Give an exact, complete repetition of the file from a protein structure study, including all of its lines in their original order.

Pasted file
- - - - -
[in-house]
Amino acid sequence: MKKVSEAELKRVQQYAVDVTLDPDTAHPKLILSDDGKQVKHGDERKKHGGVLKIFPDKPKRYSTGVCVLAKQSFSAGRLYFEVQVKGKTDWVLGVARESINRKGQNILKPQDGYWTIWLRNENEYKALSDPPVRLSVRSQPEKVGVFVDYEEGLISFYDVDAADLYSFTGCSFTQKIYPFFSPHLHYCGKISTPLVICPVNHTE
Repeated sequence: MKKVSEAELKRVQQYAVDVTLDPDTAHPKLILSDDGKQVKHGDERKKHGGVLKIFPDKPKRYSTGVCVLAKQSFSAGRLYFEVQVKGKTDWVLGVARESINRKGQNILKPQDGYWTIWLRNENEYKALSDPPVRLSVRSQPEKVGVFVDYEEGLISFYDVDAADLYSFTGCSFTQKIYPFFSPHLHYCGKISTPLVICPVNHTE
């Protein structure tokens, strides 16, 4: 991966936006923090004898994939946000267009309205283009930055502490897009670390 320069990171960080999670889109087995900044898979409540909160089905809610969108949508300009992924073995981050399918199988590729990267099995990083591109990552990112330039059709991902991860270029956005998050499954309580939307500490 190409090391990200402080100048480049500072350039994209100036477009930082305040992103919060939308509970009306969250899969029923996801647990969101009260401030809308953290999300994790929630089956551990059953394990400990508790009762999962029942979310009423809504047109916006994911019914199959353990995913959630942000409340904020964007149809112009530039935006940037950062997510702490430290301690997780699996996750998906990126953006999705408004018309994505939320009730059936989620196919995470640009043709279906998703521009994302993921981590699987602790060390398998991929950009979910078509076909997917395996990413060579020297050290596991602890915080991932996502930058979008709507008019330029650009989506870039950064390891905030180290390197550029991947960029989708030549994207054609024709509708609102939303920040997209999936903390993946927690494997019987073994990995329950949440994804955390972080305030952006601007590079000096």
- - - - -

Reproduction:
[in-house]
Amino acid sequence: MKKVSEAELKRVQQYAVDVTLDPDTAHPKLILSDDGKQVKHGDERKKHGGVLKIFPDKPKRYSTGVCVLAKQSFSAGRLYFEVQVKGKTDWVLGVARESINRKGQNILKPQDGYWTIWLRNENEYKALSDPPVRLSVRSQPEKVGVFVDYEEGLISFYDVDAADLYSFTGCSFTQKIYPFFSPHLHYCGKISTPLVICPVNHTE
Repeated sequence: MKKVSEAELKRVQQYAVDVTLDPDTAHPKLILSDDGKQVKHGDERKKHGGVLKIFPDKPKRYSTGVCVLAKQSFSAGRLYFEVQVKGKTDWVLGVARESINRKGQNILKPQDGYWTIWLRNENEYKALSDPPVRLSVRSQPEKVGVFVDYEEGLISFYDVDAADLYSFTGCSFTQKIYPFFSPHLHYCGKISTPLVICPVNHTE
């Protein structure tokens, strides 16, 4: 991966936006923090004898994939946000267009309205283009930055502490897009670390 320069990171960080999670889109087995900044898979409540909160089905809610969108949508300009992924073995981050399918199988590729990267099995990083591109990552990112330039059709991902991860270029956005998050499954309580939307500490 190409090391990200402080100048480049500072350039994209100036477009930082305040992103919060939308509970009306969250899969029923996801647990969101009260401030809308953290999300994790929630089956551990059953394990400990508790009762999962029942979310009423809504047109916006994911019914199959353990995913959630942000409340904020964007149809112009530039935006940037950062997510702490430290301690997780699996996750998906990126953006999705408004018309994505939320009730059936989620196919995470640009043709279906998703521009994302993921981590699987602790060390398998991929950009979910078509076909997917395996990413060579020297050290596991602890915080991932996502930058979008709507008019330029650009989506870039950064390891905030180290390197550029991947960029989708030549994207054609024709509708609102939303920040997209999936903390993946927690494997019987073994990995329950949440994804955390972080305030952006601007590079000096």